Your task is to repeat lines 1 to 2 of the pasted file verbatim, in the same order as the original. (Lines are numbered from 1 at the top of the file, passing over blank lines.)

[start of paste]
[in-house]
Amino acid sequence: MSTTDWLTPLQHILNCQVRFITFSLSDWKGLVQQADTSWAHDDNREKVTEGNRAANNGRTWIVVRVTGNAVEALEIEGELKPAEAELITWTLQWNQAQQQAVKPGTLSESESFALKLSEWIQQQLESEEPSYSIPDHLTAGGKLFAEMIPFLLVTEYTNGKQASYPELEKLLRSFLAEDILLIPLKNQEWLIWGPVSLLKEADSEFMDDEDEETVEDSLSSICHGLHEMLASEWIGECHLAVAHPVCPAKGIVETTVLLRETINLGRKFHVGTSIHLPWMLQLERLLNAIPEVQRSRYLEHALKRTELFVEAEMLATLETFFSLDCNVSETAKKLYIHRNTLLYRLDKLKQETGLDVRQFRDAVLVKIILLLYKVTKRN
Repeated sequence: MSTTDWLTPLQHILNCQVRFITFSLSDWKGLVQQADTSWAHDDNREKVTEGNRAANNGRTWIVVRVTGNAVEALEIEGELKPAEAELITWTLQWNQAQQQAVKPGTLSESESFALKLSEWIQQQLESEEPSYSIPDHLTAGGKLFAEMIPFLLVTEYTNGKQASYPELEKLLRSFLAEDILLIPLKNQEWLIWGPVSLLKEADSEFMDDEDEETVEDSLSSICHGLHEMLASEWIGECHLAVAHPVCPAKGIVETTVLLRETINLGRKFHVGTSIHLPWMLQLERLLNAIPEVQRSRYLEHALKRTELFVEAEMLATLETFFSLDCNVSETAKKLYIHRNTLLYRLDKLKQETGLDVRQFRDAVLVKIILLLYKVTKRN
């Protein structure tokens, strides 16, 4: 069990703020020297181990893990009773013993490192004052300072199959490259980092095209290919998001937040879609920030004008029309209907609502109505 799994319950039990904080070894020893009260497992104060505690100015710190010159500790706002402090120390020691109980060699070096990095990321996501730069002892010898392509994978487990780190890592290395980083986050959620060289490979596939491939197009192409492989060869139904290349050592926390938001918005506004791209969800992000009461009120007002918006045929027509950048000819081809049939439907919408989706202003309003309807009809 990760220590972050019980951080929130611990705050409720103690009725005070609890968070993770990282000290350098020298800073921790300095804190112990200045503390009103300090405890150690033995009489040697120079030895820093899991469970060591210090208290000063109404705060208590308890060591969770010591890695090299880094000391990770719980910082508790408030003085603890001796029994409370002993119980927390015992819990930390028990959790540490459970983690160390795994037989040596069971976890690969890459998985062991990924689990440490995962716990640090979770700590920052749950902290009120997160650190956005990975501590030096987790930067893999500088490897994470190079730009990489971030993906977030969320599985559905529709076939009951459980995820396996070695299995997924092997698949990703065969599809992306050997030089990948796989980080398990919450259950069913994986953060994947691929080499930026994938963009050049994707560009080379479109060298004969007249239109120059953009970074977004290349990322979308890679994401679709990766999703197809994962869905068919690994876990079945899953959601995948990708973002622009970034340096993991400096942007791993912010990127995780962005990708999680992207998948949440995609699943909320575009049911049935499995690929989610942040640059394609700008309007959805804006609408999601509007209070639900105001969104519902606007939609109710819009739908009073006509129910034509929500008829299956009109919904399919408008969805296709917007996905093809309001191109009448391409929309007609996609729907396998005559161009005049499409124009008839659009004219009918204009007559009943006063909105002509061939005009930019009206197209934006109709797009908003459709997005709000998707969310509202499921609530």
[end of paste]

[in-house]
Amino acid sequence: MSTTDWLTPLQHILNCQVRFITFSLSDWKGLVQQADTSWAHDDNREKVTEGNRAANNGRTWIVVRVTGNAVEALEIEGELKPAEAELITWTLQWNQAQQQAVKPGTLSESESFALKLSEWIQQQLESEEPSYSIPDHLTAGGKLFAEMIPFLLVTEYTNGKQASYPELEKLLRSFLAEDILLIPLKNQEWLIWGPVSLLKEADSEFMDDEDEETVEDSLSSICHGLHEMLASEWIGECHLAVAHPVCPAKGIVETTVLLRETINLGRKFHVGTSIHLPWMLQLERLLNAIPEVQRSRYLEHALKRTELFVEAEMLATLETFFSLDCNVSETAKKLYIHRNTLLYRLDKLKQETGLDVRQFRDAVLVKIILLLYKVTKRN